In some circles today, the timeless wisdom is referred to as nondual gnosis, but this has a very tenuous connection with Gnosticism as such. In fact, a case could be made that apart from the name, nondual gnosis has nothing to do with Gnosticism whatever.
Gnosticism has been defined as “a dualistic religious system that combines ideas from mythology, philosophy and the abstruse.” The ‘system’, however, turns out to be so diverse and contradictory as to be almost meaningless. It’s like trying to define present-day Christianity by its estimated 3,800 denominations!
One scholar has tried to define Gnosticism in doctrinal terms as: “… the notion that the world is evil, the result of a rebellious angel (demiurge) attempting to create something apart from God. The goal (end) of the Gnostic’s existence is to escape the created world and return to the state of perfection that existed in the beginning, before the creation of the world.”
The early Roman Church gave the impresson that Gnosticism was an aberration or perversion of ‘orthodox’ Christian doctrine and existed from the 1st century CE to about the 5th when it was finally eradicated in a concerted effort by the Church and State powers.
But in actual fact Gnosticism was practiced many centuries before Jesus of Nazareth ever appeared on the scene.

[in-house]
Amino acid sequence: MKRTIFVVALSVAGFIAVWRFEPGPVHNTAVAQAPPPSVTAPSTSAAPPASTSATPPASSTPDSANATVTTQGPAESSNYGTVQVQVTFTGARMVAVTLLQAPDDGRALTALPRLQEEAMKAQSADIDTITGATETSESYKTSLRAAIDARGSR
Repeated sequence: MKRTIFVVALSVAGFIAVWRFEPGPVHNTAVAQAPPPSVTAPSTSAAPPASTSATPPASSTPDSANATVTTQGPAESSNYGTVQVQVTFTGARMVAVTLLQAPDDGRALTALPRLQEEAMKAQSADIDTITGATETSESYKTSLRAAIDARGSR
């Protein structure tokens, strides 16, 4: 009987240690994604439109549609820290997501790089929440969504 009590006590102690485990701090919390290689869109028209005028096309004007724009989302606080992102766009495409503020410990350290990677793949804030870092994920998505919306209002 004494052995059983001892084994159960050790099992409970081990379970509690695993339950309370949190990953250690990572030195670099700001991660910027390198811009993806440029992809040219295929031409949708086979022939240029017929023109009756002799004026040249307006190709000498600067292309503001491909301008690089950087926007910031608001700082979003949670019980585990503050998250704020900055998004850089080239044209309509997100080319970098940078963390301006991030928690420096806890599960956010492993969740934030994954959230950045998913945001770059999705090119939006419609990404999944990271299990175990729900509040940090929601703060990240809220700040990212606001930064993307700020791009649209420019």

George MacRae highlighted some of the evidence of pre-Christian gnosticism… and concluded that “for a growing number of scholars — now clearly in the majority — such evidence… enables us to rule out… that Gnosticism is to be seen as a heretical offshoot from Christianity’.”
In the early twentieth century, the New Testament scholar Wilhelm Bousset, who traced Gnosticism to ancient Babylonian and Persian sources, declared that “… gnosticism is first of all a pre-Christian movement which had roots in itself. It is therefore to be understood… in its own terms, and not as an offshoot or byproduct of the Christian religion.”
So it’s important to understand at the outset that Gnosticism could refer to a very wide range of religious beliefs and practices, that were generally esoteric in character, and which were often exploited by unscrupulous opportunists two thousand years ago as, indeed, they are right up to this very day.
Our main concern here is not Gnosticism as such, but the concept of gnosis. Gnosis (no-sis) would have been known in India when the Buddha was teaching as jnana (ya-na); both mean “knowledge,” in the sense of “wisdom,” and evidently, both words are from the same root.
The meaning of jnana, as summarized in an encyclopedia, is: “the eradication of the ignorance that sees the illusory multiplicity of the world as real, by attainment of knowledge of the Self (The Absolute),” which is regarded as “a single fundamental reality,” by the presence of which “there is no real distinction between the soul (or essential self) and God.”
As the renowned Indian sage, Ramana Maharshi, once observed: “It is due to illusion — caused by the ego, the ‘I am the body’ idea — that the kingdom of God (realm of Being) is conceived to be elsewhere.”
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~ Robert Wolfe